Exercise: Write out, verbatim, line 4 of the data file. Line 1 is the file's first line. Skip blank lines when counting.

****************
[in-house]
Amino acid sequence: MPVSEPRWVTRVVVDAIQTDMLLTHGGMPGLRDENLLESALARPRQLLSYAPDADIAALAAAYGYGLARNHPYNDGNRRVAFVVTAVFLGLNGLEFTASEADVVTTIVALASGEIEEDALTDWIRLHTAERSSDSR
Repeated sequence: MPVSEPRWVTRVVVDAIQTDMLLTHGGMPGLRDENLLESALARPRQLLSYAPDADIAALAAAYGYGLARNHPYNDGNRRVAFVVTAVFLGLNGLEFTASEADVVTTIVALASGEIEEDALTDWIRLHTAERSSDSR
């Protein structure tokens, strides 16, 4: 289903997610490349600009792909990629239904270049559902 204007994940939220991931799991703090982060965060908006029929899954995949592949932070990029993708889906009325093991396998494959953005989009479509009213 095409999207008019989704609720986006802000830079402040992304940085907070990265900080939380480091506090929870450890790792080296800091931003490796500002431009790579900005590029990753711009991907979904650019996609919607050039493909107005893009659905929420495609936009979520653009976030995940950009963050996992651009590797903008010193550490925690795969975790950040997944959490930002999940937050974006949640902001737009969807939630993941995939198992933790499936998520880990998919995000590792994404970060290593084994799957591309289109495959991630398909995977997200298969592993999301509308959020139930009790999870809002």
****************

């Protein structure tokens, strides 16, 4: 289903997610490349600009792909990629239904270049559902 204007994940939220991931799991703090982060965060908006029929899954995949592949932070990029993708889906009325093991396998494959953005989009479509009213 095409999207008019989704609720986006802000830079402040992304940085907070990265900080939380480091506090929870450890790792080296800091931003490796500002431009790579900005590029990753711009991907979904650019996609919607050039493909107005893009659905929420495609936009979520653009976030995940950009963050996992651009590797903008010193550490925690795969975790950040997944959490930002999940937050974006949640902001737009969807939630993941995939198992933790499936998520880990998919995000590792994404970060290593084994799957591309289109495959991630398909995977997200298969592993999301509308959020139930009790999870809002």